In review: Imbibe’s craft beer

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Located at 10 King St. N. in Kitchener, Imbibe is rapidly becoming the go-to spot for craft beers in Kitchener-Waterloo.
Their food is top notch, but it’s their specialization in craft beer that really makes it worth the visit.
They have a rotating beer menu that switches every day.
From dark stouts to the most refreshing of ales, Imbibe has the biggest variety of beers this area has to offer.
Here is a selection of what they had to offer:

Imbibe (Heather Davidson)

Photo by Heather Davidson

Broadhead’s Bush Monster (India Pale Ale, 6.2%)
Coming straight out of the Ottawa Valley is the Broadhead Brewing Company’s premium IPA.
The appropriately titled Bush Monster is wood amber in colour with a very thin off-white head.
You can definitely taste the light citrus hops and caramel malts. The aftertaste is a bit stern on the palate, but goes down smooth.
You may want to be careful with this one though because of its higher alcohol percentage. Even though it is fruity and fresh, it still packs a punch.

F&M Stone Hammer (Pilsner, 5%)
Next is a pilsner from our neighbors to the east.
Guelph’s F&M Brewery got it right with their Stone Hammer pilsner. This beer can easily be summed up in one word: refreshing.
With its clear golden colouring, crisp aroma and soft citrus finish, this beer is a necessity on the summer patio.
Flying Monkey’s Genius of Suburbia (Wheat Ale, 3.8%)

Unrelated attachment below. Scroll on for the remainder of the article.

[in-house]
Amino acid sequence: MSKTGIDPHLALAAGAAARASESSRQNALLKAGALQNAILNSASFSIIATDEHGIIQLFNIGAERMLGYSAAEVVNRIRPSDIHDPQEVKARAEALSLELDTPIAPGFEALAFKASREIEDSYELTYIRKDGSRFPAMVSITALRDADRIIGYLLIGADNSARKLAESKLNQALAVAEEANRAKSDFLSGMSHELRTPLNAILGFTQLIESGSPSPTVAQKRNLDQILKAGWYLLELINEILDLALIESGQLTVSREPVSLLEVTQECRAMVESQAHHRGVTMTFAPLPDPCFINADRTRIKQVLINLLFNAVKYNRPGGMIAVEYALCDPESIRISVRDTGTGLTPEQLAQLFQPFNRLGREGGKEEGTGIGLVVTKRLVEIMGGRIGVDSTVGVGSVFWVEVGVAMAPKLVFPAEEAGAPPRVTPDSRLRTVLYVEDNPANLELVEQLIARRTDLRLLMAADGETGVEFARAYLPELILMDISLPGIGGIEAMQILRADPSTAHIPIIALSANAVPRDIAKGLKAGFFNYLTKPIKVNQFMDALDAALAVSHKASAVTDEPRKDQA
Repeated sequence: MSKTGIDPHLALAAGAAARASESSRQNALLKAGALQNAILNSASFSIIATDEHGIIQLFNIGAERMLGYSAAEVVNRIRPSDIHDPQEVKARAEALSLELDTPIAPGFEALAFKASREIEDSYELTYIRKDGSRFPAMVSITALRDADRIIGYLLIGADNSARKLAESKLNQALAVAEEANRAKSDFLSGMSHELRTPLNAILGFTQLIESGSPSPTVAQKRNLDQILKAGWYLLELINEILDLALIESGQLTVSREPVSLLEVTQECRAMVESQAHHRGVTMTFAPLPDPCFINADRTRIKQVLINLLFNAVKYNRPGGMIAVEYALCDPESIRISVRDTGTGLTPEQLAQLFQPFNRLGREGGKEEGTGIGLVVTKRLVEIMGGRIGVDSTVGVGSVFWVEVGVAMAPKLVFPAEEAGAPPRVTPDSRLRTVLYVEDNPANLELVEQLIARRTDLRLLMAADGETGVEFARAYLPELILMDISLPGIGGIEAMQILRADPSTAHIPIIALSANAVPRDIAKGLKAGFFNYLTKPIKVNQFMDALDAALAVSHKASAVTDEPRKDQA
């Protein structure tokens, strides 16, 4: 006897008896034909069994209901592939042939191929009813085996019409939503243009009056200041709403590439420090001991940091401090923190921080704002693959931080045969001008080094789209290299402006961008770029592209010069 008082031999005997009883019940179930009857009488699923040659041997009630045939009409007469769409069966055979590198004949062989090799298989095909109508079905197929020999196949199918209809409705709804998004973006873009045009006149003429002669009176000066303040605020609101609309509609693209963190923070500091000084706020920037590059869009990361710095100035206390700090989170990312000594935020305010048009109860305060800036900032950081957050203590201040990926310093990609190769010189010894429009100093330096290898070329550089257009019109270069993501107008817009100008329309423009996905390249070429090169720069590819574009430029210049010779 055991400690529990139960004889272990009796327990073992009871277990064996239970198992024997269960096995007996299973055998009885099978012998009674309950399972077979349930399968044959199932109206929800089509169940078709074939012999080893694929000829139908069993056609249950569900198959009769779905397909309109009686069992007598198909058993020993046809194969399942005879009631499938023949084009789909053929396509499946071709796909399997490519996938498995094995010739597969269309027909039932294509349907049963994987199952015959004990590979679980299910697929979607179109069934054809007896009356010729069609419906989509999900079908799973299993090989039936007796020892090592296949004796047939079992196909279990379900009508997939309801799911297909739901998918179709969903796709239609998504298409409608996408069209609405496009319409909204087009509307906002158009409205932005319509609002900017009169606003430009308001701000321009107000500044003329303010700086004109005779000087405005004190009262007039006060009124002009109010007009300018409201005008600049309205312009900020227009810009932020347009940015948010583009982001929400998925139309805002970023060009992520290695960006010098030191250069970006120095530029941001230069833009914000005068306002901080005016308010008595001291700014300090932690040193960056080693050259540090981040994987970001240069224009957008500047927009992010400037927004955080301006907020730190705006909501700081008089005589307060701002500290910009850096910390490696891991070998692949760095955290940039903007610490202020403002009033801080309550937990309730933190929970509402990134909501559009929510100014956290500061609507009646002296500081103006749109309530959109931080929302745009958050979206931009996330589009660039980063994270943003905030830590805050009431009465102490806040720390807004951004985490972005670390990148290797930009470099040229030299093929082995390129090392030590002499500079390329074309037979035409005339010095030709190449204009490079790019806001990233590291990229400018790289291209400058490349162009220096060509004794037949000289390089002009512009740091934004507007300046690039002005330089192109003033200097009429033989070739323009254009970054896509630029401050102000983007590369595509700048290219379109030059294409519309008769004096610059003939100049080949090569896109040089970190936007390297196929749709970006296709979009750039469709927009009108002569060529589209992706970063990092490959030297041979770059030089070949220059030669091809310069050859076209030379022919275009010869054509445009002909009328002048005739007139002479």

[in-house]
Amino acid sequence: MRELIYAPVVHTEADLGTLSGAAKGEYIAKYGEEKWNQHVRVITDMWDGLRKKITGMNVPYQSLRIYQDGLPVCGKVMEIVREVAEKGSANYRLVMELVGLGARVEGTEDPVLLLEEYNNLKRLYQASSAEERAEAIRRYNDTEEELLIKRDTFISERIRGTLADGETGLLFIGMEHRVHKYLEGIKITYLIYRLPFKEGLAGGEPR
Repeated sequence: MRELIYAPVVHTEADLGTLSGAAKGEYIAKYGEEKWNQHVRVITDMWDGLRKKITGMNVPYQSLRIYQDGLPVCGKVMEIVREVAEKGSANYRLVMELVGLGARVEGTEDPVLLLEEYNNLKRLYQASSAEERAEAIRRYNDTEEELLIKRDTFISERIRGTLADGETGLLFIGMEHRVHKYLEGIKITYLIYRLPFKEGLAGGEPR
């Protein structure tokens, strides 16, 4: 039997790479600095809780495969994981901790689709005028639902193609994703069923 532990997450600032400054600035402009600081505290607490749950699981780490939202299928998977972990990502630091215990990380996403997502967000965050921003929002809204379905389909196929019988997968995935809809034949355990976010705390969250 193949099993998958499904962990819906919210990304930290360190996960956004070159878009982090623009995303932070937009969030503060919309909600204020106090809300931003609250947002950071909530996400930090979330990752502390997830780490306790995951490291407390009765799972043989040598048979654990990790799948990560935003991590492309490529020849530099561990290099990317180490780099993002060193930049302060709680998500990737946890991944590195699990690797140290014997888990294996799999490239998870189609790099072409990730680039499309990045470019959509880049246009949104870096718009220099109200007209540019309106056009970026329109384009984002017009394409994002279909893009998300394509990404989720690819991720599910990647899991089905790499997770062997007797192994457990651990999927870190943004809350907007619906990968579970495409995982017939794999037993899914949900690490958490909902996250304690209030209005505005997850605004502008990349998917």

Barrie’s Flying Monkey Brewery has been known for its unorthodox yet satisfying craft beers, this one being no exception.
At 3.8% alcohol, this beer is the definition of easy drinking.
It has a smooth pour, a faint whiff of pale wheat malt and at some points seems almost too easy to drink. It also has very minimal carbonation.
It could very well pass as a drinking game beer but would probably be better enjoyed relaxing on a patio outside in the sun.

Muskoka Mad Tom (India Pale Ale, 6.4%)
Brewed in beautiful Bracebridge Ontario, the Muskoka Mad Tom tastes like a day at the cottage.
It pours surprisingly dark orange but with a nice white head that softens into a thin layer. It has a very strong hoppy aroma of both citrus and pine.
You can really taste the dry pine hops as it packs a bold aftertaste. But don’t let this discourage you as it does hit your lips at a very sweet and satisfying taste.

Block Three King Street (Saison, 4.6%)
Brewed in St. Jacob’s, Block Three’s flagship saison — a pale ale with a little more carbonation and a fruity bouquet — really hits the spot.
It is bright golden in colour with slight haziness. The head was overly frothy, but the floral hops aroma made up for it.
After a few solid sips of this beer you can start to taste the hint of banana; not something you’d typically taste in a beer of this nature.
This sweet fruity flavour was coupled with a slight bitterness, leaving it feeling very well balanced.


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